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Old 01-11-2014, 07:20 AM
 
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Phil P, for an explanation of the trade defict's Detriment to the economy, refer to the discussion thread of
"Annual trade deficits are ALWAYS an immediate detriment to their nations’ GDPs".
Annual trade deficits are ALWAYS an immediate detriment to their nations’ GDPs

For this proposed remedy google Wikipedia’s article
entitled “Import Certificates”.

Respectfully, Supposn

Last edited by Supposn; 01-11-2014 at 07:55 AM..
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Old 02-17-2014, 02:10 PM
 
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Warren Buffet has proposed similar:

Levy Economics Institute | Publications
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Old 02-17-2014, 09:47 PM
 
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Quote:
Originally Posted by marcopolo View Post
Free trade lets us pay less for everything we use and get more for everything we produce. Our country and the world as a whole are richer as a result. The idea of import certificates, or tariffs, or bounties, or any other restraint of trade will necessarily produce a lower standard of living for the average citizen.
yep; free trade is for the advantage of the consumer and many would tariff it to not compete. they love in in the 50's when US exported to others. its like middle class it has continued to grow just not all in western nations alone like so often in the past. But even the it reduced cost to the consumer worldwide except those who limit trade by tariffs. or other means.
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Old 02-20-2014, 06:03 AM
 
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Quote:
Originally Posted by Hoonose View Post
Warren Buffet has proposed similar:

Levy Economics Institute | Publications
Hoonose, thanks for introducing an additional site of economic information and discussion. I had not previously encountered the Levy Economics Institute.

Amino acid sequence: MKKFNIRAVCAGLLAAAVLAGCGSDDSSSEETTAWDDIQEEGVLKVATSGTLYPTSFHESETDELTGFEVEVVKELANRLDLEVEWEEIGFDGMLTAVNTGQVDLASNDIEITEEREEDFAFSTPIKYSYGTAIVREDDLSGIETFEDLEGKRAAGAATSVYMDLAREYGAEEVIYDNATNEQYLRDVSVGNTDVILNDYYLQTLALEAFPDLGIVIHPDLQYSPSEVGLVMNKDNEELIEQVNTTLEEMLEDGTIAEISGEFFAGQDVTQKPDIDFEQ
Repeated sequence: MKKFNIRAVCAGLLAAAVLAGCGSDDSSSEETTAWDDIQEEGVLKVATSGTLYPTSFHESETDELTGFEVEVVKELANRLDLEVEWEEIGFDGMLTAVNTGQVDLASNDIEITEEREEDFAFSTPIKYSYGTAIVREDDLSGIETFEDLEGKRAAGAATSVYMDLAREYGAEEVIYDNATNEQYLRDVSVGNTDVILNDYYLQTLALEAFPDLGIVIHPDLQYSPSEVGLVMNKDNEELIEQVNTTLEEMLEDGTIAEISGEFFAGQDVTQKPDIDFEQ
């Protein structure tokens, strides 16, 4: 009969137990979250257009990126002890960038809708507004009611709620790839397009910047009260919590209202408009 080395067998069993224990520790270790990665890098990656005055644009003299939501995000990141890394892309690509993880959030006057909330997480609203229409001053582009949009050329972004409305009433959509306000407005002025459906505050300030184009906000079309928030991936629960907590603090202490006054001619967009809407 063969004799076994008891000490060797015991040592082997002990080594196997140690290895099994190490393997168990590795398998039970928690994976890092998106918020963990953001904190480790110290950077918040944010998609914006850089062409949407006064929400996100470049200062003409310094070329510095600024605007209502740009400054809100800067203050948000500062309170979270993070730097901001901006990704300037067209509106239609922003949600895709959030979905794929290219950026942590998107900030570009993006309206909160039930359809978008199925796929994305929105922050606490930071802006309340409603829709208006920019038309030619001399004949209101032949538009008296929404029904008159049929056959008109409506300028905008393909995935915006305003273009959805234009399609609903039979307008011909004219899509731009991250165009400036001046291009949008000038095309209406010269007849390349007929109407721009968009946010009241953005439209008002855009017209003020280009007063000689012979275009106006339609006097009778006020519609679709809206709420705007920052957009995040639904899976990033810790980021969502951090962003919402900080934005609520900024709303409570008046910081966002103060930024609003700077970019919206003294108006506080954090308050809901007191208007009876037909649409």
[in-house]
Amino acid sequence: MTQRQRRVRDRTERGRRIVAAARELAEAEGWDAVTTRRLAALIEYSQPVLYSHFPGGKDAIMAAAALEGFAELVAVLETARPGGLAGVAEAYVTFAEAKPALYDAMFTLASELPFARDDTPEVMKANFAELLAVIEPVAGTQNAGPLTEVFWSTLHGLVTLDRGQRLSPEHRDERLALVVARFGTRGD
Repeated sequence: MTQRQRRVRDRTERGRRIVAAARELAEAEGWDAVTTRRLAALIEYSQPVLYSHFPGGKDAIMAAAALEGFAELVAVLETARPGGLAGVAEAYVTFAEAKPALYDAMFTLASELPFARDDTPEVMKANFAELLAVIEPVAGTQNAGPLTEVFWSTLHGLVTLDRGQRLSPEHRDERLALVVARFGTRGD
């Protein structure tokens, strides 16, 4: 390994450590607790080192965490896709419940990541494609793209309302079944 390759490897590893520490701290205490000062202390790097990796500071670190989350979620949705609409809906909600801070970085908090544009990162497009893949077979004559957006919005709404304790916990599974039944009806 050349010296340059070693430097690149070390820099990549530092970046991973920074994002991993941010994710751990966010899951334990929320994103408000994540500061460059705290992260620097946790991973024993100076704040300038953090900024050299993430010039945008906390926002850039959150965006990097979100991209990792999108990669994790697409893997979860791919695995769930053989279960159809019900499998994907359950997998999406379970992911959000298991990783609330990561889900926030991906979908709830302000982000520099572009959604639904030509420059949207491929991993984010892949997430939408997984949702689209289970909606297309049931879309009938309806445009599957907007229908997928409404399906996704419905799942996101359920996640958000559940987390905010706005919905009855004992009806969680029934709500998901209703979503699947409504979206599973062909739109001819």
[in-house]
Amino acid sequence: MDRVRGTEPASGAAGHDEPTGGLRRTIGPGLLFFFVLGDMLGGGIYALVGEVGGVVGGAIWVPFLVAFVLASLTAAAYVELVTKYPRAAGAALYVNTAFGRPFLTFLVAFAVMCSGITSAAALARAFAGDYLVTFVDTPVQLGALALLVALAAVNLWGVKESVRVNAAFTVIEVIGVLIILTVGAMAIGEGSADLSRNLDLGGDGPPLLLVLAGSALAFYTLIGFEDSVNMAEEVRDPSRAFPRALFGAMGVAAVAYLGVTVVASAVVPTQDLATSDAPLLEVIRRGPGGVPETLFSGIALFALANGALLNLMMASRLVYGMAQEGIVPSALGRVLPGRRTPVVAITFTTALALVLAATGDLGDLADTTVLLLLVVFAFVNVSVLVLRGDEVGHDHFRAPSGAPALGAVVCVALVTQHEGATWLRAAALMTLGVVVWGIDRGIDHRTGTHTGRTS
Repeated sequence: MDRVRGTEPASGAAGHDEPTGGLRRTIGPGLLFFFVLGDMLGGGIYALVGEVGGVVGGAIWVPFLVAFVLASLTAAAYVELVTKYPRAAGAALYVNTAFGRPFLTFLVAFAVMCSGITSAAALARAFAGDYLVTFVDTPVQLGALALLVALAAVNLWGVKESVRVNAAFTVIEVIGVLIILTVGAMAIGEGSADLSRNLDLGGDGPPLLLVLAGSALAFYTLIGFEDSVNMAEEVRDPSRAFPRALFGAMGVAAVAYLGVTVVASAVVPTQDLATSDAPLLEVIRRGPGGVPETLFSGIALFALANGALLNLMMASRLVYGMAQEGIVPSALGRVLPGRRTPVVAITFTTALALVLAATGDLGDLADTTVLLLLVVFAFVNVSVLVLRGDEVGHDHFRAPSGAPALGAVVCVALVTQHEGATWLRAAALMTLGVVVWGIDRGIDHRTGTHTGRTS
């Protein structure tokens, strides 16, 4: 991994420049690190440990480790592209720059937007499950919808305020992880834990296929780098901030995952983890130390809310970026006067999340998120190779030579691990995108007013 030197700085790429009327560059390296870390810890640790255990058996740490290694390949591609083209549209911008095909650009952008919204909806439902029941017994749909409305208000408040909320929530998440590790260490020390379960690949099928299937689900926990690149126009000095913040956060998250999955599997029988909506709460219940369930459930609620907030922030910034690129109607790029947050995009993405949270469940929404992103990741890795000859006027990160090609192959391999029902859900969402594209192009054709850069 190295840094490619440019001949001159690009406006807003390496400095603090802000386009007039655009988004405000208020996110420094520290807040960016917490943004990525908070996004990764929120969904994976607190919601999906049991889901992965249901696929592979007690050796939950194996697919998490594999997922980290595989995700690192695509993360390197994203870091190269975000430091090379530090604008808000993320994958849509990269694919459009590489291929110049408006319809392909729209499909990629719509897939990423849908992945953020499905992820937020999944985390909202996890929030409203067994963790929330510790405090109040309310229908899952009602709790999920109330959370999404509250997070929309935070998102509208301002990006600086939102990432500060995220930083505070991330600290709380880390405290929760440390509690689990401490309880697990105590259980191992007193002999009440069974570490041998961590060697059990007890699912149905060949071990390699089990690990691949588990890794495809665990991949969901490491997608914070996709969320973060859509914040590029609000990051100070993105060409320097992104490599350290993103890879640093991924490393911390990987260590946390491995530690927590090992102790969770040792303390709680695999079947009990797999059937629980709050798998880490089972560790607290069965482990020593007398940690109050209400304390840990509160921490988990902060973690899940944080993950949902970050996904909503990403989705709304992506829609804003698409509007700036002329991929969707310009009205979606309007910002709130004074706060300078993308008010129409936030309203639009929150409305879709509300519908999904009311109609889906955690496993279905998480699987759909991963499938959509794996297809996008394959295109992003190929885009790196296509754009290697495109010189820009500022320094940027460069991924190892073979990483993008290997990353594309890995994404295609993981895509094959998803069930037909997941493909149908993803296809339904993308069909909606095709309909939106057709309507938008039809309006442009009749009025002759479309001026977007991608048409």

This topic’s original initial post invites readers to google Wikipedia’s article entitled “Import Certificates”.

The first paragraph of that article mentions Buffett’s 2003 shared authorship of the original published proposal and the concept’s 2006 introduction to the U.S. Senate are mentioned.

Respectfully Supposn
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Old 05-26-2014, 10:53 AM
 
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An Import Certificate, (IC) policy would be of advantage to any enacting nation that otherwise suffers annual international trade deficits of goods.

If we consider importing and exporting as a single global trade industry, an IC policy would not be detrimental to any industry of such a nation and it would be of some net benefit to any of that nation’s enterprises that compete or aspire to compete with foreign goods within or beyond that nation’s borders.

Nation’s IC policy would be no more, and generally less vulnerable to contra-tariffs or other activities that attempt or do undermine their nation’s global trade. USA while attempting to seek a policy of pure free trade often suffers due to such mischief.
Some posters to this thread declare this proposal to be an unjustified boon to capitalist exporters of USA produced goods and some others declare it to be a socialistic restriction upon free enterprise.

This unilateral nationalistic international trade policy is equally compatible to the most socialistic or the most capitalistic economies and although it is not detrimental to any of the enacting nations’ industries, it does not choose to favor any of the nation’s enterprises.

Refer to Wikipedia’s article entitled “import Certificates”
and/or
the paragraphs entitled “Trade Balances' effects upon their nation’s GDP” within the Wikipedia article entitled “balance of trade”.

Respectfully, Supposn
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Old 02-25-2015, 09:41 AM
 
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Transcript of post from thread Question for professional economists on manufacturing policy
Quote:
Originally Posted by tigerbalm1985
Hi, I am currently doing research on manufacturing policy and its relation to economic development.

This post is directly mainly at people whom have formal education in economic thinking.

I understand that Japan and South Korea’s economy initially grew on export-oriented manufacturing (EOM).